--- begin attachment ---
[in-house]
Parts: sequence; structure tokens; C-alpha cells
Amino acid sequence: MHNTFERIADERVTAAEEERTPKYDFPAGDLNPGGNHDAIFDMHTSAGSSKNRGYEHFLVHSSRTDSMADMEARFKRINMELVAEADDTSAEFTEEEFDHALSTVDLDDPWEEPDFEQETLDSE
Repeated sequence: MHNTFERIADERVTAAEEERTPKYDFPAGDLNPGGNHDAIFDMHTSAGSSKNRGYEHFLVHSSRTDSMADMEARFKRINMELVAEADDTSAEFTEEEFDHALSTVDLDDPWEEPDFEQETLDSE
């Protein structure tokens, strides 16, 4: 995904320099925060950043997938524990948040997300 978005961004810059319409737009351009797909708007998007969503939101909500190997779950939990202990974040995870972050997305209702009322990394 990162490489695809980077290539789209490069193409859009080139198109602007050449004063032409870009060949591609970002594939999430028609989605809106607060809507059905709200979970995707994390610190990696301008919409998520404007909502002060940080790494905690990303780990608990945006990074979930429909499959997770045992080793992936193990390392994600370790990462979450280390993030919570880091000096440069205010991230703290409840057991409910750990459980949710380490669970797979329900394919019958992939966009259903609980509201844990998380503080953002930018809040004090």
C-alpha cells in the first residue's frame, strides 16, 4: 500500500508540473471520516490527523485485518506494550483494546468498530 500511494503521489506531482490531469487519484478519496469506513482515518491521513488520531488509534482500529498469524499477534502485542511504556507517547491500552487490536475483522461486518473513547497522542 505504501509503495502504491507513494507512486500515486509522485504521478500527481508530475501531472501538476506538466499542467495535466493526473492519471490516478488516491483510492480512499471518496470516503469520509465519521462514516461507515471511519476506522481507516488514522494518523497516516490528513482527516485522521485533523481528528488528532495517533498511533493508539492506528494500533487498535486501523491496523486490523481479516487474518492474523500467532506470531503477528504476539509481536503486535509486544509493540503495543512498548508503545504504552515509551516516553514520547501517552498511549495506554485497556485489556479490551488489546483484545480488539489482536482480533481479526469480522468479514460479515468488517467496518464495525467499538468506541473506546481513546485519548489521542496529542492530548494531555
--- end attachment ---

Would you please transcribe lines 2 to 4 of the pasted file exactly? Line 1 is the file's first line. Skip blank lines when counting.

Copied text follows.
Parts: sequence; structure tokens; C-alpha cells
Amino acid sequence: MHNTFERIADERVTAAEEERTPKYDFPAGDLNPGGNHDAIFDMHTSAGSSKNRGYEHFLVHSSRTDSMADMEARFKRINMELVAEADDTSAEFTEEEFDHALSTVDLDDPWEEPDFEQETLDSE
Repeated sequence: MHNTFERIADERVTAAEEERTPKYDFPAGDLNPGGNHDAIFDMHTSAGSSKNRGYEHFLVHSSRTDSMADMEARFKRINMELVAEADDTSAEFTEEEFDHALSTVDLDDPWEEPDFEQETLDSE